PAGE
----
This project has been quite a long one, but there has been many aspects and processes to it. Above all it has taught the children patience ….step by step they have seen their designs develop into these amazing masks. Children from the ages of 5-11 years participated in this project and I am very proud of all of them and their work.
We started off discussing about Maori culture and I showed the children some pictures of Maori people and their houses, boats and jewellery etc. Art has always been an important part of Maori culture and this can be seen on many of their posessions.
Kowhaiwhai are beautiful patterns that look like painted scroll designs. The Koru is the most basic shape of the Kowhaiwhai. Koru is the Maori word for loop and its shape is based on the new unfurling frond of a fern. The shape symbolises new life, regeneration, growth, strength and peace.
So, we started off drawing the Koru shape, to help the younger children I created a template that they could draw over until they felt confident to go it alone. Once we had the idea the children created a Koru inspired picture using oil pastels. This particular drawing activity was inspired by the one on Kinderart.
Now, on to the masks. I bought some plastic white masks from Baker Ross. I cut large circles of card and used pizza base packaging big enough to leave room around the edge of the mask for drawing. The process is quite simple and is as follows:-
Centre the craft mask on the cardboard circle and secure with masking tape. Scrunch up some newspaper to form a forehead shape and tape in place (make sure it is secured on the inside of the mask too). Some children added cardboard cut-out feathers to their mask at this point.
Strips of newspaper were cut ready for the paper maché. Mix PVA glue with a drop of water or you can use Scola-Cel glue (please note that a couple of photos show the paper machéing being done with wheatpaste glue which I made as a try-out, it doesn’t work so well as it gets brittle when it dries).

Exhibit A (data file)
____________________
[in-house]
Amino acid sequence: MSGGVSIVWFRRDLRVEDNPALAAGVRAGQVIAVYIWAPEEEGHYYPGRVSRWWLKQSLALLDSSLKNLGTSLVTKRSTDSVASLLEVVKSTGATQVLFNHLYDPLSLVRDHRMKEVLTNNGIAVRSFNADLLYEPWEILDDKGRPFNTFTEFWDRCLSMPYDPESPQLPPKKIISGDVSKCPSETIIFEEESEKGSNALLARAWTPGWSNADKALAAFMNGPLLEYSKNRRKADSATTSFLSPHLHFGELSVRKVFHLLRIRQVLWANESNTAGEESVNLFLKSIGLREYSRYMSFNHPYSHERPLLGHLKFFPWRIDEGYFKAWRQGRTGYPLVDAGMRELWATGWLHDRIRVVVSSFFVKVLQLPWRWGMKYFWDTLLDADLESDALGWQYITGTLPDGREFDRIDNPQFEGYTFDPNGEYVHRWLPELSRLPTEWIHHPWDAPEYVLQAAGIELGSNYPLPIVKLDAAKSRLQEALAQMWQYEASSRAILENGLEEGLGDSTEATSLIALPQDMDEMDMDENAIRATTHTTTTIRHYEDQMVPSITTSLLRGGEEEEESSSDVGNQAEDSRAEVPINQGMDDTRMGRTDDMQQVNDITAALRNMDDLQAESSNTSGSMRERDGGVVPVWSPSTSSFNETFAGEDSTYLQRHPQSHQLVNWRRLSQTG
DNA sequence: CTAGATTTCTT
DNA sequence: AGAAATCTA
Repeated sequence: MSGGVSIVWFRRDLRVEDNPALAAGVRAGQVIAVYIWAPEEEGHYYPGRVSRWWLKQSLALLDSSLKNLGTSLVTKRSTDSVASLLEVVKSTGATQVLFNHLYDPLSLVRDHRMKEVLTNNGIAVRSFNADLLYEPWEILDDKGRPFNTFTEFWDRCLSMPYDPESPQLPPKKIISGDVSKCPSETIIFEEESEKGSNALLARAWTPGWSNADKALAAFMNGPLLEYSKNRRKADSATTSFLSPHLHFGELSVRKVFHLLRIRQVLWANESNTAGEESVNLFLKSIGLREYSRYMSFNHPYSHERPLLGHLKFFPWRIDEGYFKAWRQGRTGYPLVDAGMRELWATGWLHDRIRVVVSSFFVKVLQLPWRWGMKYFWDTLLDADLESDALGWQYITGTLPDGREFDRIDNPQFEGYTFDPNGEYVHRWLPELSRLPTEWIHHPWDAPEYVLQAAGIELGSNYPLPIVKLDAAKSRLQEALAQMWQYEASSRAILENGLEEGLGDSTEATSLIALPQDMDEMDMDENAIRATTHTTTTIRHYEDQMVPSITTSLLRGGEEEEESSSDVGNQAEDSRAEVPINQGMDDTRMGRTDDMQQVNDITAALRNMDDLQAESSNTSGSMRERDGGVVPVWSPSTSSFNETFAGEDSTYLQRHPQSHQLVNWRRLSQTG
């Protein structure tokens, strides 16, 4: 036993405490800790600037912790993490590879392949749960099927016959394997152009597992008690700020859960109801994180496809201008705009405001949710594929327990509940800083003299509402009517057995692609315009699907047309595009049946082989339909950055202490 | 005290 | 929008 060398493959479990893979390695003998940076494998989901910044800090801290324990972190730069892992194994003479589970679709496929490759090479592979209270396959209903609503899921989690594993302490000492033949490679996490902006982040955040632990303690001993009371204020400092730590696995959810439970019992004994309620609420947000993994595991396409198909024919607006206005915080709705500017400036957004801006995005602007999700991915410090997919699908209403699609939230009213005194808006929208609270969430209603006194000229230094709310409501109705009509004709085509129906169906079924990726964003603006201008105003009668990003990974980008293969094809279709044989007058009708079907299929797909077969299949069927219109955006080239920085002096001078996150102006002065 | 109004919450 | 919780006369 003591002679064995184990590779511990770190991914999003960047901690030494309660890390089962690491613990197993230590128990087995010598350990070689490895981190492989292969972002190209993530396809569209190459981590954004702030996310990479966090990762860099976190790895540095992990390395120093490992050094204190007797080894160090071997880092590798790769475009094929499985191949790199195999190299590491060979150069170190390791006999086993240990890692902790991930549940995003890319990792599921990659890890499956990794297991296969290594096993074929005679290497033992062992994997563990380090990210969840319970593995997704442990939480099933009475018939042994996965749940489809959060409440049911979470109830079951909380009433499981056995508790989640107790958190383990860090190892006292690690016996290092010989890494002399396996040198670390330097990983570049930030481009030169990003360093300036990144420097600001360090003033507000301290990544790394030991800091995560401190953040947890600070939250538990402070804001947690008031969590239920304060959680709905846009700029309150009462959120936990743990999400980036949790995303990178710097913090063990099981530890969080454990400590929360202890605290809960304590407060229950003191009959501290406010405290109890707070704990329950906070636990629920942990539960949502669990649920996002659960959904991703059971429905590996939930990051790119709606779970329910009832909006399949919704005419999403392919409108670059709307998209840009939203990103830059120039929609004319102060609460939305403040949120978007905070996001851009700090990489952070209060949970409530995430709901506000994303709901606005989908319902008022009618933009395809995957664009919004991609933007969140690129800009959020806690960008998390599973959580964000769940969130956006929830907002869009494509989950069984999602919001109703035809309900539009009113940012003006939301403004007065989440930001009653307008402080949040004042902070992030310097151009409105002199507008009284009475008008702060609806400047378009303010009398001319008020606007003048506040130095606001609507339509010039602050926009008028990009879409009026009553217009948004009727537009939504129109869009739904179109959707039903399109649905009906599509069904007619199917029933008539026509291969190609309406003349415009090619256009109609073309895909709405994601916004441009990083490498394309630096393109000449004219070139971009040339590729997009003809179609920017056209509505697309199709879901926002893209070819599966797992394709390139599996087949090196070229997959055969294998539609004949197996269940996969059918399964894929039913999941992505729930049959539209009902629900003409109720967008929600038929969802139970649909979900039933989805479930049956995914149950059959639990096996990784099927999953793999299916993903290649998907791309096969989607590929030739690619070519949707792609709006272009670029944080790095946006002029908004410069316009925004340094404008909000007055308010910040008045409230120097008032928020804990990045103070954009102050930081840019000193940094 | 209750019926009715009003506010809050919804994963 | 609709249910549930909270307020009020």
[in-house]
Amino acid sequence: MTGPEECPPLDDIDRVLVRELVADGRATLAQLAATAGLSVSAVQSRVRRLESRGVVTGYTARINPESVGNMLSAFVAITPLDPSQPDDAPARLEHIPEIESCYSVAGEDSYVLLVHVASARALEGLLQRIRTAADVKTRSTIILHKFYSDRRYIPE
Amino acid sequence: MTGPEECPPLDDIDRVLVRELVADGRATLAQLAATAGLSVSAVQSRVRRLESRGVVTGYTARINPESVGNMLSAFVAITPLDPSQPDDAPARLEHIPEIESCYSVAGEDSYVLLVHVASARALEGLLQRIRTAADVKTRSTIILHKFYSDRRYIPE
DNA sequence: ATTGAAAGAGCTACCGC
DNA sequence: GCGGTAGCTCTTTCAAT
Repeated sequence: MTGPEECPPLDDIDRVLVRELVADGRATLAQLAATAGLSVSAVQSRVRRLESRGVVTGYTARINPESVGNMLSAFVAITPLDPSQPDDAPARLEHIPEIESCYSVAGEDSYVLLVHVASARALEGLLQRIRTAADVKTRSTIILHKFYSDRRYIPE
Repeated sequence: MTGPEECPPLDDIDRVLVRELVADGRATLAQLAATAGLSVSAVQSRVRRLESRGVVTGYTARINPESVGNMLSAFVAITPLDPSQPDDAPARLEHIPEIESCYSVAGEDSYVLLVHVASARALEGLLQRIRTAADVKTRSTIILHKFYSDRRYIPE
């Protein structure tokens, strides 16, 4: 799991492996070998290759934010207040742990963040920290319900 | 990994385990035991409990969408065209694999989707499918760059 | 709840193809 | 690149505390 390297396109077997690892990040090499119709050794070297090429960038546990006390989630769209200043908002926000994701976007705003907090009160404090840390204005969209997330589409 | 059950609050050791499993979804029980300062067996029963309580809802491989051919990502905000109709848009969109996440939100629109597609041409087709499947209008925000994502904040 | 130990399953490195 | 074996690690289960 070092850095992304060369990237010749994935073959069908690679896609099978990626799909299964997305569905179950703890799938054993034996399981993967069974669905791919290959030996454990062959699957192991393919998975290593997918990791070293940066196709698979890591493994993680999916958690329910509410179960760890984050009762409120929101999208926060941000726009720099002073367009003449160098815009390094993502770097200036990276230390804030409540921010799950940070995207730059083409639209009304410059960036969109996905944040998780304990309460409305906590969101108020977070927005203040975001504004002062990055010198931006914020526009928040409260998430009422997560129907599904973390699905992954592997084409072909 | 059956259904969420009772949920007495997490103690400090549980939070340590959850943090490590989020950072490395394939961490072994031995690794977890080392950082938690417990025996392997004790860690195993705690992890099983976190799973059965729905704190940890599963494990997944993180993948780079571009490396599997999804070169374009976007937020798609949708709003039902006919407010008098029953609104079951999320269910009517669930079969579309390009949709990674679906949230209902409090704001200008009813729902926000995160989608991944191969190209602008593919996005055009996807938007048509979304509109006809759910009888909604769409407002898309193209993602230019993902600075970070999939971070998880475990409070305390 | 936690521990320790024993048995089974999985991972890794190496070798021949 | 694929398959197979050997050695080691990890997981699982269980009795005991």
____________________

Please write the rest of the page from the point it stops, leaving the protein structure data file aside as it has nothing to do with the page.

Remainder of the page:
Begin to cover the mask with paper strips dipped in the gluey solution. Make sure you cover the cardboard circle too and feather (if you have them), going over the edges and onto the back just a little. Once dry, paint with white acrylic paint (you can use poster paint too), we gave the masks two coats.
Now the children had to design their mask. I found that it was a good idea to photocopy a few shapes that I drew onto an A4 sheet of paper as a starting point. We talked about symmetry and how to reflect a shape so that the mask looked the same both sides. I decided that the most practical way to demonstrate reflection was to use tracing paper. I got the children to practice on some plain paper first, They traced over a Koru shape with a pencil and then flipped the tracing over, placing it in the correct position, they then traced over it again. The first pencil mark pressed through to the paper, when the traced shape is flipped back again and traced in the correct position for a second time, the children can see how their design has been reflected.
Using a pencil the children began to draw their shapes onto the masks, most children used a mixture of traced shapes and freehand drawing. Once they were happy with their design they went over their pencil lines with a black sharpie.
The Maori patterns were painted in the traditional colours of red and black (there were a few children who couldn’t resist mixing the two colours, so some masks have a brownish tinge but hey, the children loved it and that’s what matters). Finally we added a hanging loop at the top of the mask.